This book takes as its subject the most important kind of surviving post-Reformation church art and the most important genre of English Renaissance sculpture, the carved stone funeral monument. These complex constructions, comprising not just sculpted figures but also architectural framing, heraldic decoration and inscribed text, were set up in huge numbers during the years around 1600 and still survive in their thousands in parish churches across England. This is a comprehensive account of the subject, Llewellyn examines the place of the tomb in the historiography of English art, issues of patronage and the business of erecting a monument, the tomb-makers, their world and the materials, and Reformist iconoclasm in England and its impact on the tombs. The volume is lavishly illustrated with rare photographs of tombs and monuments and offers a valuable and informative record of one of England's greatest treasures.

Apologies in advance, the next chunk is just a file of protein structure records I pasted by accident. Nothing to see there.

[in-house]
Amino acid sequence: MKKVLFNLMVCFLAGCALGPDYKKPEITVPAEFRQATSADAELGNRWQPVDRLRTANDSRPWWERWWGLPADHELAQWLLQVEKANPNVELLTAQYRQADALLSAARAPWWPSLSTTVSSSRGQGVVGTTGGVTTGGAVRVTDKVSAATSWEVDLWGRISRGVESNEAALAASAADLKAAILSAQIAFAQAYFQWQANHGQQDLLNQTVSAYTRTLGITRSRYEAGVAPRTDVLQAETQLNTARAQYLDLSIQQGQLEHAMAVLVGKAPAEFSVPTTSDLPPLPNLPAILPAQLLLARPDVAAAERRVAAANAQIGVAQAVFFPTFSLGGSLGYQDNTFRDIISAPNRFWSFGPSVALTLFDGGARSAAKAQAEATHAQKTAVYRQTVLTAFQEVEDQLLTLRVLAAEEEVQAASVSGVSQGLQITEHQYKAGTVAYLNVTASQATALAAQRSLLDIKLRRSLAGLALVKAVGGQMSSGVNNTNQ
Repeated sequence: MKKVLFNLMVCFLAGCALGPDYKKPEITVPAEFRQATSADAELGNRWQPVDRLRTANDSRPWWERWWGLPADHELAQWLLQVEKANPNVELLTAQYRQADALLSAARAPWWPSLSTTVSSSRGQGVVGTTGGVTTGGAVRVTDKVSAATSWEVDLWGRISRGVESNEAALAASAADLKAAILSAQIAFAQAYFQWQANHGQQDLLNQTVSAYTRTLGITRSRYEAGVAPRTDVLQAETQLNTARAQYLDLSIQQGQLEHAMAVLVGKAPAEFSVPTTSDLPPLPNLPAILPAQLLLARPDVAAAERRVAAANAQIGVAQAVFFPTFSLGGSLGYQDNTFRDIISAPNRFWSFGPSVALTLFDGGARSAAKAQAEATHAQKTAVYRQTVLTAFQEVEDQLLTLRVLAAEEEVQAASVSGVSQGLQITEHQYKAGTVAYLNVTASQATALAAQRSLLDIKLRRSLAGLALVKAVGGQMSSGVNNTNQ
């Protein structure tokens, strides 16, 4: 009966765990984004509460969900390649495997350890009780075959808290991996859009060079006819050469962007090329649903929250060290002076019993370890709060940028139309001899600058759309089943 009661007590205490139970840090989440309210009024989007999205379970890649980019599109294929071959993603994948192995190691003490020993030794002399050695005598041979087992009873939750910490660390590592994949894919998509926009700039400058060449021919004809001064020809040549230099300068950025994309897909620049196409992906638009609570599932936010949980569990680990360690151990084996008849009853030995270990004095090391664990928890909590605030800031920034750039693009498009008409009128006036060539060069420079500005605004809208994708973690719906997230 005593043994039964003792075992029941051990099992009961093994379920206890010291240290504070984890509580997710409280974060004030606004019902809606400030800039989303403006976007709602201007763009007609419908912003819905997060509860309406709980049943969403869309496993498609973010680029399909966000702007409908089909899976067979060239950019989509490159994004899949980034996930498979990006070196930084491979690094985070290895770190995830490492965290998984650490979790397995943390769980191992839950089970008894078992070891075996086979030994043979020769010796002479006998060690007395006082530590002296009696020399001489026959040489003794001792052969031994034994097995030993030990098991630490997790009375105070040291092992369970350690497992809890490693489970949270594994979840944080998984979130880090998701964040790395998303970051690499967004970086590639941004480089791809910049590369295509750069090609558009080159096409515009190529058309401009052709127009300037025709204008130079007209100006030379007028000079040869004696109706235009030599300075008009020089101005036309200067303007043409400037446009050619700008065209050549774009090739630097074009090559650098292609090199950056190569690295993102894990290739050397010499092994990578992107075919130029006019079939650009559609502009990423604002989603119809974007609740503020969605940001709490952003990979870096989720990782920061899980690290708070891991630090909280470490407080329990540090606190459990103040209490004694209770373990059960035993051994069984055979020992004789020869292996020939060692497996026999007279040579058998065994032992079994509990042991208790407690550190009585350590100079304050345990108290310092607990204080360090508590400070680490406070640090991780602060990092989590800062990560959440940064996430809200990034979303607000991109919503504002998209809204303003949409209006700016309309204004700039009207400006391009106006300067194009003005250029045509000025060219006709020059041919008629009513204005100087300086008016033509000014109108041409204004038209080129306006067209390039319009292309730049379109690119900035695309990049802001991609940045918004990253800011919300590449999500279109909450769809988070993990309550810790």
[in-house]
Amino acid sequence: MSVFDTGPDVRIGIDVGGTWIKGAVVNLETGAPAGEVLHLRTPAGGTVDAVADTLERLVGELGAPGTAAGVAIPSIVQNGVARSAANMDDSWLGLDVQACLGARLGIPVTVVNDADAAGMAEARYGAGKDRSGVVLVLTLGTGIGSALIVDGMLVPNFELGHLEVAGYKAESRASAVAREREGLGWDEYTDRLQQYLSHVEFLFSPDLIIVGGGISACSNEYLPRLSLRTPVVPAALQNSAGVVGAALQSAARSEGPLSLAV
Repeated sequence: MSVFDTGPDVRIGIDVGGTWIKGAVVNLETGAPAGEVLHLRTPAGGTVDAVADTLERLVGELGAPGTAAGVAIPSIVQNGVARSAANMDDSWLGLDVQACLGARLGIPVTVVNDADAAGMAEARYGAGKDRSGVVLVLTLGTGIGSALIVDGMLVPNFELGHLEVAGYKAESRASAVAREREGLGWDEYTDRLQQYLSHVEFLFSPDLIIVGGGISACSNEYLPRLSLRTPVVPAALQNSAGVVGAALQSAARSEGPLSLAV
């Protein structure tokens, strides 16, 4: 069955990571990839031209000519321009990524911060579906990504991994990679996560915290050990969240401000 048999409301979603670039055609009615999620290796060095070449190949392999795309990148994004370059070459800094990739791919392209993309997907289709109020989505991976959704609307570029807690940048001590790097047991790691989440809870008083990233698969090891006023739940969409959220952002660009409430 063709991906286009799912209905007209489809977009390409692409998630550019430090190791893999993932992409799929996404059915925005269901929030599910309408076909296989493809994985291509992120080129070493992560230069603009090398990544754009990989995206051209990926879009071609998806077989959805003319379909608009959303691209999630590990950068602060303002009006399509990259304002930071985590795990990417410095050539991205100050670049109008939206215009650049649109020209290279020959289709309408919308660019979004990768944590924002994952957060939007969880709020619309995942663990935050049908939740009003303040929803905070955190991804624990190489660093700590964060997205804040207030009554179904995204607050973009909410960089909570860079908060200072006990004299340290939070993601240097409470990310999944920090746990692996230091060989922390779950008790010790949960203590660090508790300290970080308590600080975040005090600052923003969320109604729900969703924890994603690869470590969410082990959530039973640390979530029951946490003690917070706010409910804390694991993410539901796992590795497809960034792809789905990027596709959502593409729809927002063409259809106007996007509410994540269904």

List of illustrations; Acknowledgements; Preface; Part I. Historiography and the Discourse of Art History: 1. The antiquaries and the rule of taste; 2. Art history - nation and place; 3. Art history - the period; 4. Art history - artists and the theory of art; 5. Alternatives; 6. In the presence of death; 6. Differentiation, replication and portrayal; 7. Continuity and separation; 8. The Reformation; 9. Emotion and mourning; 9. Monuments to living people; 10. Conclusion; Part II. Form and Design: 1. Regional variation; 2. Medieval precedents; 3. England and Europe; 4. Changes through time; 5. The components of design; 6. Recumbent figures; 7. Standing, kneeling and seated figures; 8. Other poses and types; 9. Traditional compositions; 10. Inscriptions; 11. Allegories and histories; 12. Decoration, surface and painted finishes; Part III. Building Monuments: 1. Securing and maintaining a place; 2. The business of erecting a monument; 3. Transportation; 4. The tomb-makers and their materials; 5. Materials; Part IV. Habits and Skills in Visual Culture: 1. Descriptions; 2. Aesthetic and visual categories; 3. Hierarchies and dangers; 4. Image theory and religious controversy; 5. Iconoclasm; 6. The defence of monuments; Part V. Exemplifications: 1. Patrons and society; 2. Monuments and the state; 3. The expression of virtue; Part VI. Conclusion. Four Discourses: 1. The four discourses; 2. The architectural frame; 3. The effigial body; 4. The heraldic sign; 5. The inscribed word; 6. English art and the exemplary tradition; Notes; Bibliography; Documents and manuscripts in original and published forms; Printed materials; Index.